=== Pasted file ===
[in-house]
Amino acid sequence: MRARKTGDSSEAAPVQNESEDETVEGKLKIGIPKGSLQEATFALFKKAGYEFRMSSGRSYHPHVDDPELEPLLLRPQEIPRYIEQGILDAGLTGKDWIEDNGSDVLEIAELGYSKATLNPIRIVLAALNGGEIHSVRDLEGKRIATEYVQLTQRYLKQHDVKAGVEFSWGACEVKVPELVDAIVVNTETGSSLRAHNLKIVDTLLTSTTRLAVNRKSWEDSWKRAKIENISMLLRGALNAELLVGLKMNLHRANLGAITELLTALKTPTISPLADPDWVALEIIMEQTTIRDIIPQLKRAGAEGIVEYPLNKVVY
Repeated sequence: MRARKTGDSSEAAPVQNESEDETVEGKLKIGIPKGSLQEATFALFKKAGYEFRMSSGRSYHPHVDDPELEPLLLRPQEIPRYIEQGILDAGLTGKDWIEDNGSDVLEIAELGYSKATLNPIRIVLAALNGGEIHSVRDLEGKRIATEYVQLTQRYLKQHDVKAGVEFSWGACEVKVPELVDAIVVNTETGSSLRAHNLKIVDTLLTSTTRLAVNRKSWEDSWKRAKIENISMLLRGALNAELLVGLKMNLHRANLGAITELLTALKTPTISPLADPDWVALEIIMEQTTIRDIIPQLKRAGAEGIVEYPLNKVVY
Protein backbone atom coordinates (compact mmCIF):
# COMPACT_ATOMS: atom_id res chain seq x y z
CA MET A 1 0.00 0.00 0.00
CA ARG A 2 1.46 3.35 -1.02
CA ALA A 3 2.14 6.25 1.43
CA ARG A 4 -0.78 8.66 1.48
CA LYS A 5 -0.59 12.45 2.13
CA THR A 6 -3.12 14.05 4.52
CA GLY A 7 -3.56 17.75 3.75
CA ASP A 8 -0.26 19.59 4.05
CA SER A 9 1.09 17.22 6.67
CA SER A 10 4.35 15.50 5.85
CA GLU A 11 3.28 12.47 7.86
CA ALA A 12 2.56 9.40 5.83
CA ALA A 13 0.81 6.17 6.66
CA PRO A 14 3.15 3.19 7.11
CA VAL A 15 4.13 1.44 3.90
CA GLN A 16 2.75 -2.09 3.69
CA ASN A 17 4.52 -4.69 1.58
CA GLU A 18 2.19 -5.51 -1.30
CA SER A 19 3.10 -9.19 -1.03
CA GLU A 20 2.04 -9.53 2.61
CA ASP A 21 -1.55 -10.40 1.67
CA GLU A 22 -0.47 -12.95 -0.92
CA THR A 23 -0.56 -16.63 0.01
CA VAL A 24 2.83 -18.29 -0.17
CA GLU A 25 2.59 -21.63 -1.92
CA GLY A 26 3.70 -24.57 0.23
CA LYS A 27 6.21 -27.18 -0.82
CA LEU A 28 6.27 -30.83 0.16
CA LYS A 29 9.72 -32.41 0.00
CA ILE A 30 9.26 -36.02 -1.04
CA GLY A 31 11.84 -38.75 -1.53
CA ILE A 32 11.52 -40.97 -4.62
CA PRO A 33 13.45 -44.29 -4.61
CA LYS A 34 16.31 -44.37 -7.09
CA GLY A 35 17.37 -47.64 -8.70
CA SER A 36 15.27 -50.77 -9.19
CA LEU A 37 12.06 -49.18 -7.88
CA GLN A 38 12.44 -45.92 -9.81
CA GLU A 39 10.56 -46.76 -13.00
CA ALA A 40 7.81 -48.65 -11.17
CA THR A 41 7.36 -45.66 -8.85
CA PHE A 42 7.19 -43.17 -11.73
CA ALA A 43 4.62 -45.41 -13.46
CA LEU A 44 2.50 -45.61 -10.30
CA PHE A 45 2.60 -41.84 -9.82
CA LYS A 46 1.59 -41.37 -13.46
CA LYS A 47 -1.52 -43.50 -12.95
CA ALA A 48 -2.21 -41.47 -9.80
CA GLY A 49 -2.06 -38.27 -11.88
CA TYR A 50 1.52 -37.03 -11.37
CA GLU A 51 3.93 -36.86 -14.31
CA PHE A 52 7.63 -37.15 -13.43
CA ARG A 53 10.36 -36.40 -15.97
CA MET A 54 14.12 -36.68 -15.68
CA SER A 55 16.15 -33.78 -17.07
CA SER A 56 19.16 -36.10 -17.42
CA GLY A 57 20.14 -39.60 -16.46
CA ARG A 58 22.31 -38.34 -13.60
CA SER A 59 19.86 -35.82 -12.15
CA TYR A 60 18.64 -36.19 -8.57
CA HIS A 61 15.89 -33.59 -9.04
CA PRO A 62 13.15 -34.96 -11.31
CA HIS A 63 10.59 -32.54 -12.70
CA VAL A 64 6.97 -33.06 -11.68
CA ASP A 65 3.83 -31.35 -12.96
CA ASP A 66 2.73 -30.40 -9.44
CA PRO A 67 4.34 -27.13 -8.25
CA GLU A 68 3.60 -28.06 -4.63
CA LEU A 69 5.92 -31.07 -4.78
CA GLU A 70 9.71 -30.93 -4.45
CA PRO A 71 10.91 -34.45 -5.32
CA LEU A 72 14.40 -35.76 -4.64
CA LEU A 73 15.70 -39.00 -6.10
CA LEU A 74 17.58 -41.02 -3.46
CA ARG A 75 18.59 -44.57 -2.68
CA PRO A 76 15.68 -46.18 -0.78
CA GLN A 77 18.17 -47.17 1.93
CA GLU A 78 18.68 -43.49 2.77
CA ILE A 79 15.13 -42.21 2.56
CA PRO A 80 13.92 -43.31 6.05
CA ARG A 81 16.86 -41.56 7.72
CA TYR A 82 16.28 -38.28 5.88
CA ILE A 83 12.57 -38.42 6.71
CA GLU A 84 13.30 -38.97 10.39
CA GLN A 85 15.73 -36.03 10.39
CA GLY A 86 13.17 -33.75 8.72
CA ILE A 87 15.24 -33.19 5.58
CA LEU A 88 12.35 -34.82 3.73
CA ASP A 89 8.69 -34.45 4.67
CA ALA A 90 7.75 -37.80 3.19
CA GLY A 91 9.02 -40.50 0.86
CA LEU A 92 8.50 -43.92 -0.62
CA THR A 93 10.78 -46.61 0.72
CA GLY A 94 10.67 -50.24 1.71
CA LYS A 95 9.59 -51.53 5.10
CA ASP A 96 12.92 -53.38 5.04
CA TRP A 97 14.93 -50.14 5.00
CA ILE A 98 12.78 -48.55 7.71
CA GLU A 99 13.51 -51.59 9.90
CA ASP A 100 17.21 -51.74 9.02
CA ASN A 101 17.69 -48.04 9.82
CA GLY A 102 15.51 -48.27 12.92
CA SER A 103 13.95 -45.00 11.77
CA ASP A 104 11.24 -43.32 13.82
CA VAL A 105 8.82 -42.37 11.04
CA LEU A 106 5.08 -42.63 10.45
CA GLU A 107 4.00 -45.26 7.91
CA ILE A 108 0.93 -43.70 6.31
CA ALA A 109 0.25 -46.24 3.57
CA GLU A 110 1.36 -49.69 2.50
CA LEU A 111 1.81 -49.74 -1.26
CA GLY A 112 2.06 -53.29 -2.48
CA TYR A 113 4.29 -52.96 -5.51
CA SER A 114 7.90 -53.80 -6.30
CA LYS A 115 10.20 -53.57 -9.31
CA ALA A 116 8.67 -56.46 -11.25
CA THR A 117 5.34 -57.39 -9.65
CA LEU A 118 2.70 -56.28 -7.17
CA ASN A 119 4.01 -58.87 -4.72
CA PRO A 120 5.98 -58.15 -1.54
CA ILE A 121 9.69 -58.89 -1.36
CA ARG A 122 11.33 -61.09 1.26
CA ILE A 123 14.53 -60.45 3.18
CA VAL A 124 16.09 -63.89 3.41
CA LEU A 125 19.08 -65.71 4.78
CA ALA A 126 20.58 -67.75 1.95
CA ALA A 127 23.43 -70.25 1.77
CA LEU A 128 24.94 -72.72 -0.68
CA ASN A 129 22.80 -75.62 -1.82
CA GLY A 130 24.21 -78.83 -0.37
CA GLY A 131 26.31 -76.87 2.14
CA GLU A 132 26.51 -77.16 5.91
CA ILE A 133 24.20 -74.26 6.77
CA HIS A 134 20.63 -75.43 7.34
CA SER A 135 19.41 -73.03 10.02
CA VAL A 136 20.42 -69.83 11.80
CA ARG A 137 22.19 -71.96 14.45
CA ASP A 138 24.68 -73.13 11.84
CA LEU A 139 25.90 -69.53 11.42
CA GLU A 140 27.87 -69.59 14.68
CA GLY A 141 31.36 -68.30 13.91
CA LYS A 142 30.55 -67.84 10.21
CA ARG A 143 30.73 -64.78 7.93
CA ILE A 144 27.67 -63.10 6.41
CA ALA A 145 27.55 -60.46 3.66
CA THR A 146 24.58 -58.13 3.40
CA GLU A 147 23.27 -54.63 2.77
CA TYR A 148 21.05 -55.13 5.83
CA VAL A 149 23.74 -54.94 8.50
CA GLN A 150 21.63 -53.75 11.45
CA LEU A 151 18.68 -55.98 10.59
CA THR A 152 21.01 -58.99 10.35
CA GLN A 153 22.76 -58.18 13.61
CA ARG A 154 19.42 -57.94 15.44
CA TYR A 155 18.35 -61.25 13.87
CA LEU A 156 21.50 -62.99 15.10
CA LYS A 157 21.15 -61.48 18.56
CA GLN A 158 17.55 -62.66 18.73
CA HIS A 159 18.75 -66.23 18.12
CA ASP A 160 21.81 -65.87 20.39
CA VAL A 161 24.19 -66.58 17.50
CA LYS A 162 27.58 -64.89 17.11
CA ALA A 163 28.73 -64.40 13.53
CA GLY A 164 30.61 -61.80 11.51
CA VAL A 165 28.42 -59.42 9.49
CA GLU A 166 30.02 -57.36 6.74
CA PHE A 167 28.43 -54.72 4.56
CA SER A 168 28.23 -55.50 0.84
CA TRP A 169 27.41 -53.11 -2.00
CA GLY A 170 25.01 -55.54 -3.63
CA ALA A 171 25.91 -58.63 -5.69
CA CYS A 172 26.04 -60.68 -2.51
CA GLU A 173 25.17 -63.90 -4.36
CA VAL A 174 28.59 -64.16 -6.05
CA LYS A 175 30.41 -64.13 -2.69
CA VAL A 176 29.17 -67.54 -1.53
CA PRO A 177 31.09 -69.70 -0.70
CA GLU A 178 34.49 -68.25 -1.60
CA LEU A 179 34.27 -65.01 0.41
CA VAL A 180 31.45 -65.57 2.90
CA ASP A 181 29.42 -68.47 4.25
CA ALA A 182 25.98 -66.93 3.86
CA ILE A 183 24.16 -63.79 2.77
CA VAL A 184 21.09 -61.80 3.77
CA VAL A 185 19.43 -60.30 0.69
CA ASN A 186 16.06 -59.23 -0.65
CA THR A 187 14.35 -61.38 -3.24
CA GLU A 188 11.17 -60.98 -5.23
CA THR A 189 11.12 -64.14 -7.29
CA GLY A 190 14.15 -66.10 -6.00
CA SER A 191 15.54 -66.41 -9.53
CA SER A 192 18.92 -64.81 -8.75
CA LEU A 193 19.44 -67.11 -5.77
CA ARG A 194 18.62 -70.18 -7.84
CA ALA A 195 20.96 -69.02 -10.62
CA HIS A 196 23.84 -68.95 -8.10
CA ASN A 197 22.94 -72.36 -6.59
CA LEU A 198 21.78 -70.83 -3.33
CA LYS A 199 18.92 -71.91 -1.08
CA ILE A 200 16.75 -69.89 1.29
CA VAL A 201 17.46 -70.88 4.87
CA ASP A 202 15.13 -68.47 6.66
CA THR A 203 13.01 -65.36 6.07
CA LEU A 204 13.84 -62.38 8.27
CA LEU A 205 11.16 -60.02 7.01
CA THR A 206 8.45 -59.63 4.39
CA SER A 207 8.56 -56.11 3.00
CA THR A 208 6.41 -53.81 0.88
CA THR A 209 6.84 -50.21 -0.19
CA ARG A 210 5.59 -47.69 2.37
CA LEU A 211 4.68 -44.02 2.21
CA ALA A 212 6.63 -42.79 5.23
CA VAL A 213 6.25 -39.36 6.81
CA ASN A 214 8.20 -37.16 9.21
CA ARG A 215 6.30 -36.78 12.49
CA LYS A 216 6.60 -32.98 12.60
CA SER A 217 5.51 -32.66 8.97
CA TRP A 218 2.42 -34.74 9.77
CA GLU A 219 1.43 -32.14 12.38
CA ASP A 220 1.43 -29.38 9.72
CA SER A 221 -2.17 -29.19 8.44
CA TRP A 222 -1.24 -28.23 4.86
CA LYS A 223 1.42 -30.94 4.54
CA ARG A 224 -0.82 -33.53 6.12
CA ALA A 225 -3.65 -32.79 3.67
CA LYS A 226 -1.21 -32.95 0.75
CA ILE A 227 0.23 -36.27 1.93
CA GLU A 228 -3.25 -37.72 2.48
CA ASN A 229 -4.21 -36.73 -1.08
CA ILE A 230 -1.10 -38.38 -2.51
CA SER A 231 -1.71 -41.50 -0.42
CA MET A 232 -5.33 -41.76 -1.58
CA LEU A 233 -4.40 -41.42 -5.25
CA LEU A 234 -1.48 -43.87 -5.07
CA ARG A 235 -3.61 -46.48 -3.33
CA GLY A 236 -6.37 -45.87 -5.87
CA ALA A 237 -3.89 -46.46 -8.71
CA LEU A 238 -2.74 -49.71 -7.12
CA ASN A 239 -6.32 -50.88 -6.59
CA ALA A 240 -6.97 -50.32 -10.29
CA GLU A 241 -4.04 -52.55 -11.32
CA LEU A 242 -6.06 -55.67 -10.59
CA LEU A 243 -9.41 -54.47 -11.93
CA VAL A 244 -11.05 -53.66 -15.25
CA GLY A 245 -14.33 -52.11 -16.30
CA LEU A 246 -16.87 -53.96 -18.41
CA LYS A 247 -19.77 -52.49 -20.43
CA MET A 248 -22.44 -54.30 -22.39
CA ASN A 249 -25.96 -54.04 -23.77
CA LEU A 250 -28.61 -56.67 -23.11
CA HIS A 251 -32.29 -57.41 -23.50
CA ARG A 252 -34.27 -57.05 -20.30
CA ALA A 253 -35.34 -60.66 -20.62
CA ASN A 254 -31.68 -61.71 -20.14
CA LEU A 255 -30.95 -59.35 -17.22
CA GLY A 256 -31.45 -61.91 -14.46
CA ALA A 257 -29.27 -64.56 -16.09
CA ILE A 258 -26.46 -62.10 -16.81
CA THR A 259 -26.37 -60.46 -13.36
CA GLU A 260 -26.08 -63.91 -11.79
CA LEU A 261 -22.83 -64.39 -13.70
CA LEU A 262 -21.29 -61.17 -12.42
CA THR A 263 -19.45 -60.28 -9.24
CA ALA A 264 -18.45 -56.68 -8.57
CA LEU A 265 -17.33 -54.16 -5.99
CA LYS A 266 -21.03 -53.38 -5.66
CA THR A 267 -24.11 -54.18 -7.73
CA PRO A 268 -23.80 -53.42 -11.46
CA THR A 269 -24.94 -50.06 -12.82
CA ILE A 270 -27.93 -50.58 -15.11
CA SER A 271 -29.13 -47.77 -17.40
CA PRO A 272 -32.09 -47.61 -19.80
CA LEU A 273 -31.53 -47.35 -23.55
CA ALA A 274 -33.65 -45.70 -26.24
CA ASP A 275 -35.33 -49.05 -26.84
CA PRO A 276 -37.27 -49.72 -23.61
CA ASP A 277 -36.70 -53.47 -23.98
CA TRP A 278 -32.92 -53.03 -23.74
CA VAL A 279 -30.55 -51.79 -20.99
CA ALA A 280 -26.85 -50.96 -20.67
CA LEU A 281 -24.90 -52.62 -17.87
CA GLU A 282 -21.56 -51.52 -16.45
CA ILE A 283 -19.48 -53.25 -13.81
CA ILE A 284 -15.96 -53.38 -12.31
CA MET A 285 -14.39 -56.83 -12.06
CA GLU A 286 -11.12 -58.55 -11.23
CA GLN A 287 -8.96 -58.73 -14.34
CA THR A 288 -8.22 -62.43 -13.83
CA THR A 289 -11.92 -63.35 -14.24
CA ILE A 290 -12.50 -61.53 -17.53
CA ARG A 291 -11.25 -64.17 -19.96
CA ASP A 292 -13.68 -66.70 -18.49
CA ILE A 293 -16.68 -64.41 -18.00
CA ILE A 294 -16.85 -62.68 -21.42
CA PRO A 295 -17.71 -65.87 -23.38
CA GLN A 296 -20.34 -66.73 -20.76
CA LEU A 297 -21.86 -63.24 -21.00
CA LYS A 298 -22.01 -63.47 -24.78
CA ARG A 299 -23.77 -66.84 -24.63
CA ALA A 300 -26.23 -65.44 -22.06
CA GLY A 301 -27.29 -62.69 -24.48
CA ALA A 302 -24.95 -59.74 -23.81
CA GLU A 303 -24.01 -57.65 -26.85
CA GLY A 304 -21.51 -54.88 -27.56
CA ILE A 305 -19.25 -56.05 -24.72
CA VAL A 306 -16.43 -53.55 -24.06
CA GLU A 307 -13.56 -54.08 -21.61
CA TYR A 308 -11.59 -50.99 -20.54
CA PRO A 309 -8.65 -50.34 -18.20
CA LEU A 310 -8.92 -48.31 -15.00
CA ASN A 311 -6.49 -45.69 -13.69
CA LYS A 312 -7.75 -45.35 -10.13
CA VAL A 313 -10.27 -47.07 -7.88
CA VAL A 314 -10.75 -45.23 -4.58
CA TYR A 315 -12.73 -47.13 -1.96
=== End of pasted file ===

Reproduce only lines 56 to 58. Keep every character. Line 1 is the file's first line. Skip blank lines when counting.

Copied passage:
CA GLU A 51 3.93 -36.86 -14.31
CA PHE A 52 7.63 -37.15 -13.43
CA ARG A 53 10.36 -36.40 -15.97